The United Kingdom left the European Union in January but the two sides are trying to clinch a deal that would govern nearly a trillion dollars in annual trade before a transition period of informal membership ends on 31 December.

After a brief hiatus when London walked away from the negotiating table, both sides are now meeting daily to try to find common ground.

At stake is the smooth flow of cross-border trade as well as the harder-to-quantify damage that a chaotic exit would do to areas such as security information sharing and research and development cooperation.

“There is much work to be done if we’re going to bridge what are the significant gaps that remain between our positions in the most difficult areas and time is very short,” Johnson’s spokesman said.

Barnier and his EU team will be in London until Wednesday, after which talks will switch to Brussels and continue through the weekend, an EU spokesperson said.

EU diplomats were not expected to be briefed on progress in the latest batch of talks until later in the week.

Johnson told reporters he was very glad to be talking with the EU again, but offered no new clues on the likelihood of a deal: “We’ll see where we go.”

Since talks restarted last week, British ministers have said real progress has been made and that there is a good chance of a deal. On Sunday, Ireland’s deputy prime minister, Leo Varadkar, said a deal to avoid tariffs and quotas was likely.

After some progress on competition guarantees including state aid rules, the hardest issue remains fishing - Johnson has insisted on taking back control over Britain’s waters while the EU wants access.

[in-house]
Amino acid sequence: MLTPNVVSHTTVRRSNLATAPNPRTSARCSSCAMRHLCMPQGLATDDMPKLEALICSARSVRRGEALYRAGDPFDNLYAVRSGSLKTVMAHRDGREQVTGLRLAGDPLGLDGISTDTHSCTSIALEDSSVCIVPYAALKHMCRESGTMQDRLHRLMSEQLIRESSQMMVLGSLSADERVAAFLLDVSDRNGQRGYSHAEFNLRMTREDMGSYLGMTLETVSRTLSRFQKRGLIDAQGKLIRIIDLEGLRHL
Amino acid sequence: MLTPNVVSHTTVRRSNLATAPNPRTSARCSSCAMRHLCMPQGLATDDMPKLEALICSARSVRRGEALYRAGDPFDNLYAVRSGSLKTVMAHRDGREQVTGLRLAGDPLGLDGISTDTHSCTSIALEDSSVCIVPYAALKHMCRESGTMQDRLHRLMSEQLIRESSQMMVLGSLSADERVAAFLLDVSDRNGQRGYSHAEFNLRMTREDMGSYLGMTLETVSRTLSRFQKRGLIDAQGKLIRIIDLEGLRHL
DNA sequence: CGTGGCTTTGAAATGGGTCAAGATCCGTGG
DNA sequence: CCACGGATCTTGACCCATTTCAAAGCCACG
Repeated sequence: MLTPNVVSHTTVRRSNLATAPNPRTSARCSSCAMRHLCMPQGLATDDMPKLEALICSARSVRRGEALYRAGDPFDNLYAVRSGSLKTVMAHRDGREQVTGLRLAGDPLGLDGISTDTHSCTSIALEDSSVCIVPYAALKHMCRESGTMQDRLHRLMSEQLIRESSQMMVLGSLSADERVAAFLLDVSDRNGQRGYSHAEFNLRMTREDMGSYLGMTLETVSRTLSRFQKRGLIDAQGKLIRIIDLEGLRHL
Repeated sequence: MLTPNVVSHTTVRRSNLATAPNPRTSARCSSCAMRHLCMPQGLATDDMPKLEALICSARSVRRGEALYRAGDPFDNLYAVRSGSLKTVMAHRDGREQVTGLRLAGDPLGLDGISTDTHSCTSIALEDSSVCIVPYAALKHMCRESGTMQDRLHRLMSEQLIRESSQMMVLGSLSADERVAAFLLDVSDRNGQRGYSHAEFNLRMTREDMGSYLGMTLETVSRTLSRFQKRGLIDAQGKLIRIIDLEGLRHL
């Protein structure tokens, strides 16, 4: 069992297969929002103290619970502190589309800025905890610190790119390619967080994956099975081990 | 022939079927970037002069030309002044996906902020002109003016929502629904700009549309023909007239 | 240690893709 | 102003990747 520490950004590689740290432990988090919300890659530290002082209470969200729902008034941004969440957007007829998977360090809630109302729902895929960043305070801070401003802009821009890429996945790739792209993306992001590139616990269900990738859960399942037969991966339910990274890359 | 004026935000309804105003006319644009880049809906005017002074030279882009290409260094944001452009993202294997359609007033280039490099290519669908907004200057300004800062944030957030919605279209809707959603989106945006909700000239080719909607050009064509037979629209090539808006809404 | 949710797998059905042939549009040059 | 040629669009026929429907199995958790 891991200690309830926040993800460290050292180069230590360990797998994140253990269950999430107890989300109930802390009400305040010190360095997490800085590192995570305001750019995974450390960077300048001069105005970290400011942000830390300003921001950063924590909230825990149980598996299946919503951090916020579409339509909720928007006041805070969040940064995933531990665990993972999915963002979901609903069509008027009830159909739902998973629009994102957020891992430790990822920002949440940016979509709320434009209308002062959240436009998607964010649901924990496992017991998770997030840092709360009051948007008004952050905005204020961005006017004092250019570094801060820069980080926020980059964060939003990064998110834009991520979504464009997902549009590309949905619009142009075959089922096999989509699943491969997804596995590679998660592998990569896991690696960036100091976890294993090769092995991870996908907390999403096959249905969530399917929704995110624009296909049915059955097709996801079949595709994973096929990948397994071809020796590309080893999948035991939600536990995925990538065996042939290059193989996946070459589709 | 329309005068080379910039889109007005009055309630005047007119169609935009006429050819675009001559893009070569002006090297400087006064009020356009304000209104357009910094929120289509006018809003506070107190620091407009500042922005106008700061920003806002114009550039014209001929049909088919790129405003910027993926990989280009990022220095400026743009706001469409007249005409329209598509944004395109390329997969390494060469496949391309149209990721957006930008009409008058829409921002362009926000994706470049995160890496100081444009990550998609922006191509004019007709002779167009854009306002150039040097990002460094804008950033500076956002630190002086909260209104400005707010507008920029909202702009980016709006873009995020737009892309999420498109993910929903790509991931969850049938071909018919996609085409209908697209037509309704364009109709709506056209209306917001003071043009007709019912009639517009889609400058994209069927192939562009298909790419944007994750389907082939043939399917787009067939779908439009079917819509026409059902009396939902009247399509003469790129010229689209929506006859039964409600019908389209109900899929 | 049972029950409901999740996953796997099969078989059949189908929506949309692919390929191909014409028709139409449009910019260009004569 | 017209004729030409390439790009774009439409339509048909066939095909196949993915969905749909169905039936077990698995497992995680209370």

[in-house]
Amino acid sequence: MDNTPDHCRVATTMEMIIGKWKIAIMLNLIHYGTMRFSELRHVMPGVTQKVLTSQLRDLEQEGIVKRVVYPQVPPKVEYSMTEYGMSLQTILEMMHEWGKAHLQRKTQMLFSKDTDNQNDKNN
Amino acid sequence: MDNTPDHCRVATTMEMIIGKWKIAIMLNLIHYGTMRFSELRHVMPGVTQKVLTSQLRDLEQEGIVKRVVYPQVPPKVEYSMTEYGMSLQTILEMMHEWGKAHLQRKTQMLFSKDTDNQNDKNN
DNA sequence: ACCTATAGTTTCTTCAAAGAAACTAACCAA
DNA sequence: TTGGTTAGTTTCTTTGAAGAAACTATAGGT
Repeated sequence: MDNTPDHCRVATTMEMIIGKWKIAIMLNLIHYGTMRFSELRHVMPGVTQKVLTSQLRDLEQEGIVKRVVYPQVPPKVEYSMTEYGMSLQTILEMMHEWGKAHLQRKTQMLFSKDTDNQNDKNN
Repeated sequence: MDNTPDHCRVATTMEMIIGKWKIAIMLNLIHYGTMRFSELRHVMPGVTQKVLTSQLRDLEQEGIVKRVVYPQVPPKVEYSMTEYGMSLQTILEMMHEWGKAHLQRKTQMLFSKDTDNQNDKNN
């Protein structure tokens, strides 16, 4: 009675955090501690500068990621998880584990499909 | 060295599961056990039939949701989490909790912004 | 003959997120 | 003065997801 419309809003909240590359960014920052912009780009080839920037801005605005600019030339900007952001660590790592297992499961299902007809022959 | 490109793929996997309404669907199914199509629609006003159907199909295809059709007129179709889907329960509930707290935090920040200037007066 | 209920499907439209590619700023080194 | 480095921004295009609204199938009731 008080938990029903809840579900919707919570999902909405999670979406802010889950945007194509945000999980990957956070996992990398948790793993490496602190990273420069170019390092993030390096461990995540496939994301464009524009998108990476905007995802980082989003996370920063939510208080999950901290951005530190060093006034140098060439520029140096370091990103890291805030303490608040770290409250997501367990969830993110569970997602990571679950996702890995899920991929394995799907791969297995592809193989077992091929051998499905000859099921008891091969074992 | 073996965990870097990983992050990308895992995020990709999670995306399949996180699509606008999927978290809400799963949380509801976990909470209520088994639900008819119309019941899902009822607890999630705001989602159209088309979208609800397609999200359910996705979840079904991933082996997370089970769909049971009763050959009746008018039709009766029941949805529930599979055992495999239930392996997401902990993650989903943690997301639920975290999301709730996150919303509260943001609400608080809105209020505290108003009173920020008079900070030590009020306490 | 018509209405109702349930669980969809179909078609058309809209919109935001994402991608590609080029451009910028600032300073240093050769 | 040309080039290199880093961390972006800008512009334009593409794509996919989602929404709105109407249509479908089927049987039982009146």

Although Britain insists it can prosper without a deal, British companies are facing a wall of bureaucracy that threatens chaos at the border if they want to sell into the world’s biggest trading bloc when life after Brexit begins on 1 January.

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A good chance we can get a deal with EU, says UK minister Lewis

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Britain and the European Union have a good chance of striking a deal on future relations, the British government’s Northern Ireland minister Brandon Lewis (pictured) said on Sunday (25 October), writes William James.

The United Kingdom left the EU in January but the two sides are trying to clinch a deal that would govern nearly a trillion dollars in annual trade before a transition period of informal membership ends on Dec. 31.

Talks resumed last week after Britain walked away in frustration at what it saw as the EU’s unwillingness to compromise on key issues. On Friday (23 October), Britain said there had been good progress since the restart.

Britain’s Sunday Telegraph newspaper said the EU’s chief negotiator Michel Barnier was planning to extend his stay in London until Wednesday (28 October).

Asked about that report, and the overall prospects of a deal, Lewis told the BBC: “I’m always an optimist...and I hope and I think there’s a good chance we can get a deal, but the EU need to understand it is for them to move as well.”

Lewis restated the government position that it would rather leave without a deal - a scenario it calls leaving on Australian terms - than accept a deal which is not in Britain’s interests.